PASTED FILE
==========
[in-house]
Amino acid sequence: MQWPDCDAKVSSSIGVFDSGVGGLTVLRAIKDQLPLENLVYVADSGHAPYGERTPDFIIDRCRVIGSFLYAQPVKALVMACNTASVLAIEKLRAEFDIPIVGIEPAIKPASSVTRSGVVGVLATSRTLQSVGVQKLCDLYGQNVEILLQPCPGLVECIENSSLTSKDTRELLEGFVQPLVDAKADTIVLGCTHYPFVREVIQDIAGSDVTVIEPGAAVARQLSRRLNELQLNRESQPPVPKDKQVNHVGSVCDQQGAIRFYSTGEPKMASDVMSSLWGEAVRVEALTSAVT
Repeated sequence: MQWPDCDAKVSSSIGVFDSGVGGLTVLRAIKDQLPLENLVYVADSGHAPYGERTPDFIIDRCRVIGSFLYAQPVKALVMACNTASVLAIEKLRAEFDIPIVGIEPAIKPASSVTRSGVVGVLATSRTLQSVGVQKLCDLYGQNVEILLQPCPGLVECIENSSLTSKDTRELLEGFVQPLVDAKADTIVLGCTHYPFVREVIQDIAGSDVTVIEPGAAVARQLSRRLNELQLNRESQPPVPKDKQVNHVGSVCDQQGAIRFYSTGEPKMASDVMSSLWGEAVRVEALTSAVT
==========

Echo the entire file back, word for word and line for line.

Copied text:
[in-house]
Amino acid sequence: MQWPDCDAKVSSSIGVFDSGVGGLTVLRAIKDQLPLENLVYVADSGHAPYGERTPDFIIDRCRVIGSFLYAQPVKALVMACNTASVLAIEKLRAEFDIPIVGIEPAIKPASSVTRSGVVGVLATSRTLQSVGVQKLCDLYGQNVEILLQPCPGLVECIENSSLTSKDTRELLEGFVQPLVDAKADTIVLGCTHYPFVREVIQDIAGSDVTVIEPGAAVARQLSRRLNELQLNRESQPPVPKDKQVNHVGSVCDQQGAIRFYSTGEPKMASDVMSSLWGEAVRVEALTSAVT
Repeated sequence: MQWPDCDAKVSSSIGVFDSGVGGLTVLRAIKDQLPLENLVYVADSGHAPYGERTPDFIIDRCRVIGSFLYAQPVKALVMACNTASVLAIEKLRAEFDIPIVGIEPAIKPASSVTRSGVVGVLATSRTLQSVGVQKLCDLYGQNVEILLQPCPGLVECIENSSLTSKDTRELLEGFVQPLVDAKADTIVLGCTHYPFVREVIQDIAGSDVTVIEPGAAVARQLSRRLNELQLNRESQPPVPKDKQVNHVGSVCDQQGAIRFYSTGEPKMASDVMSSLWGEAVRVEALTSAVT